"Plaintiff further alleges on information and belief that said flagstaff and pole and the concrete area surrounding the same is now and has been in the past used by the defendant school district and used by the public as a place of resort and assemblage for the purpose of holding and conducting patriotic services on holidays such as Memorial Day and Armistice. . . ."
"Plaintiff alleges that heretofore and on the 11th day of October, 1938, and in the evening of said date, the said Walter H. Wilson, deceased, was lawfully upon and a frequenter of the premises owned and maintained by the defendant herein, in that the deceased was upon said premises for pleasure, and for the purpose of waiting for certain persons then in the school building on said premises who were attending a social function, and for the further purpose of leisure and relaxation in the parks area, walks, etc., located on the grounds of said defendant, and adjacent to said flagpole, and upon the school grounds of said defendant in said county and state, adjacent to the village of Mount Horeb, and at, near, and in the vicinity of that certain flagpole and staff owned, maintained, and controlled by the defendant herein, located in, on, or near the public walks on said defendant's school grounds, when a portion of said defendant's flagpole and staff broke off and fell toward the ground, falling against and striking down the said Walter H. Wilson, deceased, and then and there, as the result of said blow and said striking by said flagstaff, the said Walter H. Wilson was instantly killed."
The appellant contends that the flagstaff or flagpole and its immediate environs constituted a "public building," as that term is used in the "safe-place" statute. In this connection it should be noted that appellant does not contend that the premises in question constitutes a "place of employment" within the meaning of sec. 101.06, Stats. It is conceded that the flagstaff or pole was not physically located upon or attached to the school building. It is alleged in the complaint "that the flagpole and the area surrounding it have been used by the school district and the public as a place of resort and assemblage for the purpose of holding and conducting patriotic services on holidays such as Memorial Day and Armistice Day," from which appellant argues that the flagpole and its immediate environs constituted a "public building" within the meaning of sec. 101.06, Stats. Sec. 101.06, Stats., reads:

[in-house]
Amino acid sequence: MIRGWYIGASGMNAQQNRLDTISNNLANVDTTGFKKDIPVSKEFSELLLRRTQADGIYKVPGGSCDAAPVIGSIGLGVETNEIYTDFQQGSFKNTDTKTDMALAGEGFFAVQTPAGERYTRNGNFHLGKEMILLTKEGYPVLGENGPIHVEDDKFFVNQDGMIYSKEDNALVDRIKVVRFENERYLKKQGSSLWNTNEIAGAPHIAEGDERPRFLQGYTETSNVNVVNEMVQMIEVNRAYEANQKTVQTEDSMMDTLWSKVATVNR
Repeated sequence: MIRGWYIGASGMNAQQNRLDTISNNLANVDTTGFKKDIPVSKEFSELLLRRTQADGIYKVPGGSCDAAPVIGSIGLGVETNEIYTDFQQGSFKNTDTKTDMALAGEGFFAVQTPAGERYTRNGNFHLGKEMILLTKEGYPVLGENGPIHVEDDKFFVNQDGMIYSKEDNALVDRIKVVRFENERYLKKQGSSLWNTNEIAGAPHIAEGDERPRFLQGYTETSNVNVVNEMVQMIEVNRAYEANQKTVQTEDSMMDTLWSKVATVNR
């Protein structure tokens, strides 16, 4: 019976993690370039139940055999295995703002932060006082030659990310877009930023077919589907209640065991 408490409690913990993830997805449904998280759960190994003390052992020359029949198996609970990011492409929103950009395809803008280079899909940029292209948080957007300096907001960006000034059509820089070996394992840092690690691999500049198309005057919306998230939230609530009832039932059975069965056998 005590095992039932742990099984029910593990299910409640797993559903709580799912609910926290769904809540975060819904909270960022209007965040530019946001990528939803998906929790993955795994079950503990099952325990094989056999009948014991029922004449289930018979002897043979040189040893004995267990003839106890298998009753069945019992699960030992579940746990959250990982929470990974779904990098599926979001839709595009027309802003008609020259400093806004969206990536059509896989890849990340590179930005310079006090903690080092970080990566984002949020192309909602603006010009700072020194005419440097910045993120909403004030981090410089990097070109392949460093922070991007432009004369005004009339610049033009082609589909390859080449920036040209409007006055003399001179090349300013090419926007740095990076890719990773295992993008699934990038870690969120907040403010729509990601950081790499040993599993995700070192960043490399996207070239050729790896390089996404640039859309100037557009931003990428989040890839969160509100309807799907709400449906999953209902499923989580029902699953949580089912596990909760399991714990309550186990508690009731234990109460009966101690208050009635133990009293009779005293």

"Every employer shall furnish employment which shall be safe for the employees therein and shall furnish a place of employment which shall be safe for employees therein and for frequenters thereof and shall furnish and use safety devices and safeguards, and shall adopt and use methods and processes reasonably adequate to render such employment and places of employment safe, and shall do every other thing reasonably necessary to protect the life, health, safety, and welfare of such employees and frequenters. Every employer and every owner of a place of employment or a public building now or hereafter constructed shall so construct, repair or maintain such place of employment or public building, and every architect shall so prepare the plans for the construction of such place of employment or public building, as to render the same safe."